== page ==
At the end of the previous post, I referred to the fact that I have some personal anecdotes from my public speaking experience, cases that demonstrate the pervasiveness of slides in the world professional presentations. In fact, there are quite a few occasions where organizers of an event flatly refused to allow me to address an audience without sending my PowerPoint presentation in advance.
Of course, I would like to be clear, once again, that I have nothing against PowerPoint per se. What surprises me sometimes is the expectation that every presentation will involve a certain number of slides, even in venues where I would welcome the freedom to address the listeners in a way that I consider more appropriate, and indeed more effective.
One example that sticks in my memory occurred as I was preparing to speak at a conference in Mexico several years ago. The theme of my two-hour session was “how leaders motivate their teams in times of crisis”. Having made speeches on this or related topics more than 50 times, I had already experimented with a variety of approaches in different circumstances.
Coincidentally, I had spoken on a similar subject just a few weeks earlier, to a group of top managers at Scotia Bank in Lima, Peru. With the bankers, my presentation was in the context of one of the “learning breakfasts” that the company organized regularly. As such, the venue was a small, elegant dining room in an upscale hotel, with about 25 people present.
Since there were no specific guidelines about how I should organize my talk for the bank, I chose the format I felt would work best—a single slide showing the four lessons I wanted the audience to remember. Using the screen sparingly, I simply highlighted each point, elucidated it briefly, and then told relevant stories from my personal experience, or from my research in the field.
As is obvious to people who know my work or read this blog, I am a true believer in the power of storytelling, and I have seen it work in a wide selection of venues. In Lima, the minimalist design—making each of my key points quickly and then supporting it with stories—worked even better than I had hoped. At the end, the bankers were so enthusiastic about the impact of my anecdotes that I decided to try something similar at the Mexican conference.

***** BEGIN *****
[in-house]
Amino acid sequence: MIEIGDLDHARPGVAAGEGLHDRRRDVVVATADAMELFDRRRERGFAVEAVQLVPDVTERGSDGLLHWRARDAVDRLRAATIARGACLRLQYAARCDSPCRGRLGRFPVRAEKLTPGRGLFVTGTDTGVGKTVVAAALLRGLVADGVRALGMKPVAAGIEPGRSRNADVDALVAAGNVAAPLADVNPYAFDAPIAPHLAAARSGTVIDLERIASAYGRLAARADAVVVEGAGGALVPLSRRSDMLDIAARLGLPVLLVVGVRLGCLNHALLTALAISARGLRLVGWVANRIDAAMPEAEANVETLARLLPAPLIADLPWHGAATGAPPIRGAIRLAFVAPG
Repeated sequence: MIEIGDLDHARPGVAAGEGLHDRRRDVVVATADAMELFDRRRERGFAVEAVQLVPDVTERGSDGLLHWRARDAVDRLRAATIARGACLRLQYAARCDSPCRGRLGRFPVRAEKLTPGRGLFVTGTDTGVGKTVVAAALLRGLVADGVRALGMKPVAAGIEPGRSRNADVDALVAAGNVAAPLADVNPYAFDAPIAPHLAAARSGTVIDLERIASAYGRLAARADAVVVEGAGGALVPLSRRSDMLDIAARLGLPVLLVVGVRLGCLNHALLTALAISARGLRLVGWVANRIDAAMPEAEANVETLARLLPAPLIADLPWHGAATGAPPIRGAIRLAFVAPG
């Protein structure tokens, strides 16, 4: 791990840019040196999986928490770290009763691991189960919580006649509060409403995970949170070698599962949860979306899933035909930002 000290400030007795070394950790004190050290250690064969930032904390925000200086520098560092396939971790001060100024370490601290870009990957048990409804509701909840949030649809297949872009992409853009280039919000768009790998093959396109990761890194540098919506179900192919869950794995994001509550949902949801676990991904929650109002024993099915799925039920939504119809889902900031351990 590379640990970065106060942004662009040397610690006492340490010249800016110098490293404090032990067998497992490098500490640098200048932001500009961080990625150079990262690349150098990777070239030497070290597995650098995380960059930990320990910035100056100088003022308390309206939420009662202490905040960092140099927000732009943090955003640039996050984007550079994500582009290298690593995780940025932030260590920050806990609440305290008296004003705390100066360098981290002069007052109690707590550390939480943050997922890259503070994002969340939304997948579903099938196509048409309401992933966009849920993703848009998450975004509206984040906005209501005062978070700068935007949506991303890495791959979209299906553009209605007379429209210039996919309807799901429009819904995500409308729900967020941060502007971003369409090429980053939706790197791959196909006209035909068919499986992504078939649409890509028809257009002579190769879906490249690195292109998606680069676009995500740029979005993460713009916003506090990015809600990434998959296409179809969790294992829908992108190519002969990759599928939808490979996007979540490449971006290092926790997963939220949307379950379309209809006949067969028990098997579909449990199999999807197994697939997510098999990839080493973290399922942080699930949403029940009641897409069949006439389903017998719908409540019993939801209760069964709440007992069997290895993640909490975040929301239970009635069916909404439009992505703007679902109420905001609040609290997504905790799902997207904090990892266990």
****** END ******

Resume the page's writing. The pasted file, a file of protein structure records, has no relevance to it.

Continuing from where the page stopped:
Despite the dissimilarity of the two venues—one an intimate gathering of 25 people, and the other a large amphitheater for several thousand—I was confident that I could make the “single slide and story” format work in Mexico. Two weeks before traveling to Mexico, though, I received an email from the organizers of the event, asking me to please send them my “PowerPoint” well in advance. My reply, that I planned to show a single slide and tell stories around my 4-5 central concepts, was met with surprise and consternation. As such, I was told in no uncertain terms that the attendees expected to see slides, and that my screen shots were to be printed in a booklet, to allow the participants to follow along.
So, rather than attempt to convince the people in charge that I wanted the listeners to focus on my stories more than on a printed booklet, I did capitulate somewhat in the end. I say “somewhat” because I used 10 slides, far fewer than any other speaker, and I was able to accomplish most of my goals.
Once again, I wish to emphasize my intent in recounting this small anecdote—as one of many examples where someone imposed a particular use of slides on me when I would have liked to do something less rigid. It is certainly not to criticize the people who make such demands, but simply to comment on the widespread assumption today that any and all presentations are to be done with PowerPoint.
Image of John Sadowksy by Martijn van der Nat – Landscape & Photography